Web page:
July 26, 2021 4:27 PM

TREB predicts home sales growth but tougher stress test may hamper progress

The Toronto Real Estate Board has just released its Market Year in Review and Outlook report for 2019. Based on the findings of the report, TREB is now calling for the government to review the stricter mortgage stress test implemented under the B-20 mortgage rule update.

/ Published 2 years ago

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As many as 83,000 new homes are going to be sold in 2019 in Toronto, according to the Market Year in Review and Outlook report released by the Toronto Real Estate Board (TREB) on Feb. 6. The figure will be an increase compared to the 77,375 houses sold in 2018.

The projection was based on the number of people planning to buy a home for this year as reflected from the Home Owners and Home Buyers Survey conducted by Ipsos for TREB.

The growth in sales is forecasted even with slight home price hikes happening within this year. For one, the Greater Toronto Area will also see an increase in its average selling price to $820,000, up from an average of $787,195 in 2018. The increase in prices will be pronounced in the condominium apartment market segment.

Despite all signs pointing towards a positive housing market both for buyers and sellers, TREB warned that the projected growth can be hampered by the tougher mortgage stress test which is a part of the B-20 mortgage rule update.

Specifically, under the B-20, the Office of the Superintendent of Financial Institutions required banks to test borrowers’ ability to repay the mortgage at an interest rate of 200 basis points higher than the contract with the homes they intended to buy.

Toronto’s once red-hot housing market has suffered direly due to the regulation. (Photo by comzeal images via Shutterstock)

TREB calls for a revisit to the mortgage stress test

TREB, which is Canada’s largest real estate board, has called for Ottawa to reassess whether the implemented mortgage stress test is fair for the home buyers. It argued that Toronto’s once red-hot housing market has suffered direly due to the regulation.

“Even though we’re seeing positive government action on a number of key housing files, one area that needs to be revisited is the imposition of the OSFI-mandated two percentage point mortgage stress test,” John DiMichele, TREB CEO, said in a statement.

“While we saw buyers return to the market in the second half of 2018, we have to have an honest discussion on whether or not today’s home buyers are being stress tested against rates that are realistic,” he added.

Canadian banks were supportive of the mortgage stress test because they believe that it serves as a cushion against the risk of a housing bubble. Now, with how the property market is being affected, the banks were reportedly considering lowering the basis points to at least 150 basis points, a source familiar with the matter told Reuters.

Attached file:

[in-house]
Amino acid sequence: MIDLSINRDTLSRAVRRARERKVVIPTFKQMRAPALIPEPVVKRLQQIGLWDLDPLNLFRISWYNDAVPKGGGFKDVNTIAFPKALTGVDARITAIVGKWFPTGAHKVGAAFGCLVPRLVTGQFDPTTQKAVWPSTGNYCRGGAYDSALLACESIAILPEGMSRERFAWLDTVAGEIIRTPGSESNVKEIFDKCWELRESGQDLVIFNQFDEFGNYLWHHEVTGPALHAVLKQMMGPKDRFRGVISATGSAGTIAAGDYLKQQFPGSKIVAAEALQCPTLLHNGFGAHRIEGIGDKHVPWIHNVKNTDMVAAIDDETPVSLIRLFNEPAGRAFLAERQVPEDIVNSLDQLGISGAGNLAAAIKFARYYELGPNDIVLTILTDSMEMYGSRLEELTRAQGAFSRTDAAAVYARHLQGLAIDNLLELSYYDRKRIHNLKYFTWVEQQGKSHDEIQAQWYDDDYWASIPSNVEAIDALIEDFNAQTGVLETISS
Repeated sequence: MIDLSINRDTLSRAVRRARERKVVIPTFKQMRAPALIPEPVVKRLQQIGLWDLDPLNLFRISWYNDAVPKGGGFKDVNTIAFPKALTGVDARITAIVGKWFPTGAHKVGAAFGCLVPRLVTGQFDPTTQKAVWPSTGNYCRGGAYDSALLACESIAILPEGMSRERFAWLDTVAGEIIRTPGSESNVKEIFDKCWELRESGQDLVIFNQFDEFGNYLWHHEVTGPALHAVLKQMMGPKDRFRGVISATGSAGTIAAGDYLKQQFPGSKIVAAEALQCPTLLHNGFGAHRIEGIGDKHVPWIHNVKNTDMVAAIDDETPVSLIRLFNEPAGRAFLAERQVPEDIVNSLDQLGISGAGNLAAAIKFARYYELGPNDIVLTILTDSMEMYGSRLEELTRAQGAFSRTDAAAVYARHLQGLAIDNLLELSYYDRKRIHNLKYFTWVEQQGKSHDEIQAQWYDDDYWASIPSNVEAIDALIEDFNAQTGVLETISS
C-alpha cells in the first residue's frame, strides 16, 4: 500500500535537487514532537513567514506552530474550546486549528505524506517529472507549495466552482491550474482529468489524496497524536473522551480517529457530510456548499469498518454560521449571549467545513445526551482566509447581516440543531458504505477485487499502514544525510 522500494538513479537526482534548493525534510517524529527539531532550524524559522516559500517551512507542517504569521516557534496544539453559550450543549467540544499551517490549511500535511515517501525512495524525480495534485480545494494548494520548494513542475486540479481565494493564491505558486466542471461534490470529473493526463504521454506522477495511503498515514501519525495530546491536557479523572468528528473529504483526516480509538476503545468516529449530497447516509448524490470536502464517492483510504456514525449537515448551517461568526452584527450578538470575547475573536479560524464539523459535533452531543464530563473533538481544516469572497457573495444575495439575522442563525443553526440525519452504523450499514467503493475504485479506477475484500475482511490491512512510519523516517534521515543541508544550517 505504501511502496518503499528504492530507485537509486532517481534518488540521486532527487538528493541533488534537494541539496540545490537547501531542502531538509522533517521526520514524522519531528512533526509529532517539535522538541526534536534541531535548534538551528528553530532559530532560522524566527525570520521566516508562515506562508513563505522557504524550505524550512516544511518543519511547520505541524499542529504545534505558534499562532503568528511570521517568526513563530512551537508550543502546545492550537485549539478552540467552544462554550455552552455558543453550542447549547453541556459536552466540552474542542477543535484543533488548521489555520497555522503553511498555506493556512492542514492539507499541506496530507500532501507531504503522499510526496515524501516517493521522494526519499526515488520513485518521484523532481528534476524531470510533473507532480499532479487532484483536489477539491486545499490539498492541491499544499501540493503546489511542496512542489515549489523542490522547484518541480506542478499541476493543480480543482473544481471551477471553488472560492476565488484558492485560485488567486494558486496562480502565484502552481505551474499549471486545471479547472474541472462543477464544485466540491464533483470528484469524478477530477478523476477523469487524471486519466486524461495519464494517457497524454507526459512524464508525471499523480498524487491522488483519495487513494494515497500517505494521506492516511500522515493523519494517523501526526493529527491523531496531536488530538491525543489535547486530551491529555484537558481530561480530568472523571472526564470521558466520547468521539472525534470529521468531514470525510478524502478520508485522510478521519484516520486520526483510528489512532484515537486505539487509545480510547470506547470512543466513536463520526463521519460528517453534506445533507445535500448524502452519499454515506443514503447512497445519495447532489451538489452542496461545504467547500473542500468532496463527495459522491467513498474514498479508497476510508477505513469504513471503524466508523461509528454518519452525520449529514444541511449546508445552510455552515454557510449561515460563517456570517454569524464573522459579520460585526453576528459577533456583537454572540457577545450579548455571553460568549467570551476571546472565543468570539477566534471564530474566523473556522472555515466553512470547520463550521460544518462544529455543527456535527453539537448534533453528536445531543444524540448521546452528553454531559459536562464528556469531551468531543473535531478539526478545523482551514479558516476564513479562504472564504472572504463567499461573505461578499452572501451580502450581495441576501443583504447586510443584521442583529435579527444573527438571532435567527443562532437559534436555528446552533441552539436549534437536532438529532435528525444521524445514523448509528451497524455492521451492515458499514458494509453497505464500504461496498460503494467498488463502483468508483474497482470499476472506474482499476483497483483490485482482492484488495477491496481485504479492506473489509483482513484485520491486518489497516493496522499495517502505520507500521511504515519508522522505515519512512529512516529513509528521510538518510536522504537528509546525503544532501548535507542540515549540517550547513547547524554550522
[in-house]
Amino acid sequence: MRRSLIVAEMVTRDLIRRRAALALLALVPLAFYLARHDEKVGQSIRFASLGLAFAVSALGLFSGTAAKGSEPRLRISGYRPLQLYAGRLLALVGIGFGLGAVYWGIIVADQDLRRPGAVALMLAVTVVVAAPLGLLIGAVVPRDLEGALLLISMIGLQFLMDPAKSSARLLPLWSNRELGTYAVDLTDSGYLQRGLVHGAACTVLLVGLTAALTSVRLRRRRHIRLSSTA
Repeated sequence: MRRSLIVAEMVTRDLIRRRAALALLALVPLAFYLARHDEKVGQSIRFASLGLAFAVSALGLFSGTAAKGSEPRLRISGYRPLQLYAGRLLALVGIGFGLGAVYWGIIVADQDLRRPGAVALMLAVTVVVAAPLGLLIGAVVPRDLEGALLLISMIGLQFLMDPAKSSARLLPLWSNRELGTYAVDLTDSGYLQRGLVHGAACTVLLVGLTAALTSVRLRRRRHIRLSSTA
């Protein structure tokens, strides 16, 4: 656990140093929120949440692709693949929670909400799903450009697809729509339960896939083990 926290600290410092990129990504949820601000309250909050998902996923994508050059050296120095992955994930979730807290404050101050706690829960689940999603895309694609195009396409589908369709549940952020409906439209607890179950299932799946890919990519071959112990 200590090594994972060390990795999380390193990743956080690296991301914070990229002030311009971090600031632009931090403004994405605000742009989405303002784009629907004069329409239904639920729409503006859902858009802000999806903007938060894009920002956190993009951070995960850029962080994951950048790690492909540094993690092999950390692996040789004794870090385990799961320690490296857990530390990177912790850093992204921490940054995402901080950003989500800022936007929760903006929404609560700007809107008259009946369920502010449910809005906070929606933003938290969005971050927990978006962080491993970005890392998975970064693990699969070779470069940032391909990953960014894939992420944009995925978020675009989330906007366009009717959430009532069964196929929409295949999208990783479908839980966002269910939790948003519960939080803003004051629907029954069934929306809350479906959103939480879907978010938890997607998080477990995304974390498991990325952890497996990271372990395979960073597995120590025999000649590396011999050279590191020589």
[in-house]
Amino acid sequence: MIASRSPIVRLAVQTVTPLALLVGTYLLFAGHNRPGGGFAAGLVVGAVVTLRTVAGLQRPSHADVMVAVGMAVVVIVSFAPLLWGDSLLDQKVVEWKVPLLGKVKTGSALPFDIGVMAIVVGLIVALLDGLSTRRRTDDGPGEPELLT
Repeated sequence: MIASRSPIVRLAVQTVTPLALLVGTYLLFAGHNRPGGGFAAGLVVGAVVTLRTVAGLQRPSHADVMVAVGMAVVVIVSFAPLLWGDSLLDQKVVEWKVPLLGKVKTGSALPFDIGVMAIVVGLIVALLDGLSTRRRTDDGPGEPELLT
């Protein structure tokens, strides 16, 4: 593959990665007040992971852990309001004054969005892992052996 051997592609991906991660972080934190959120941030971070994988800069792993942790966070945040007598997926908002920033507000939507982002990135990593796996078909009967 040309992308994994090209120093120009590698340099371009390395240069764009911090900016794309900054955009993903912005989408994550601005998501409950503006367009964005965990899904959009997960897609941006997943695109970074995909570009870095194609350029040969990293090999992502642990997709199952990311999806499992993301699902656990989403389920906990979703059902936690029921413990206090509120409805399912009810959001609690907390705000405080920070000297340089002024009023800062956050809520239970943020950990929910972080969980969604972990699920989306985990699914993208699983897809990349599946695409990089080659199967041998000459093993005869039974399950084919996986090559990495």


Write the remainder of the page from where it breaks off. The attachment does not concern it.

At present, where home buyers are being tested at an interest rate of 200 basis points, TREB said home buyers had to qualify for monthly mortgage payments of almost $700 above what they will actually pay. This is changing the buying behavior of home buyers, according to TREB.

For one, shares of buyers who plan to buy detached homes have reached their lowest level since 2015. Home price growth for detached homes will, therefore, be below the average growth rate for the market as a whole, TREB 2019 outlook stated. On the other hand, sales for higher density home types have been growing.

OSFI reluctant to heed calls for mortgage stress test review

The OSFI reportedly has no plans to review or adjust the 200 basis points currently in place, according to an unnamed source who also spoke with Reuters. The office would want to first monitor the market, observe the direct impacts, both short-term and long-term, before making adjustments.

In a recent speech in Toronto, OSFI Assistant Superintendent Carolyn Rogers said the mortgage stress test could actually safeguard the country’s economy.

The stress test is, quite simply, a safety buffer that ensures a borrower doesn’t stretch their borrowing capacity to its maximum, leaving no room to absorb unforeseen events. This is simply prudent. It’s prudent for the bank and it’s prudent for the borrower too,” Rogers said.

According to the Ipsos survey conducted for TREB, Canadians consistently find owning homes at the top of their priorities.  Sadly, the government seems to be the very first party to hamper their dreams of buying their own homes.

Granted that the mortgage stress test is designed to test out the people’s borrowing capacity, it appears, however, that it’s the people’s buying power and consumer spending that is currently being placed under the microscope.

(Featured image by Photographee.eu via Shutterstock)

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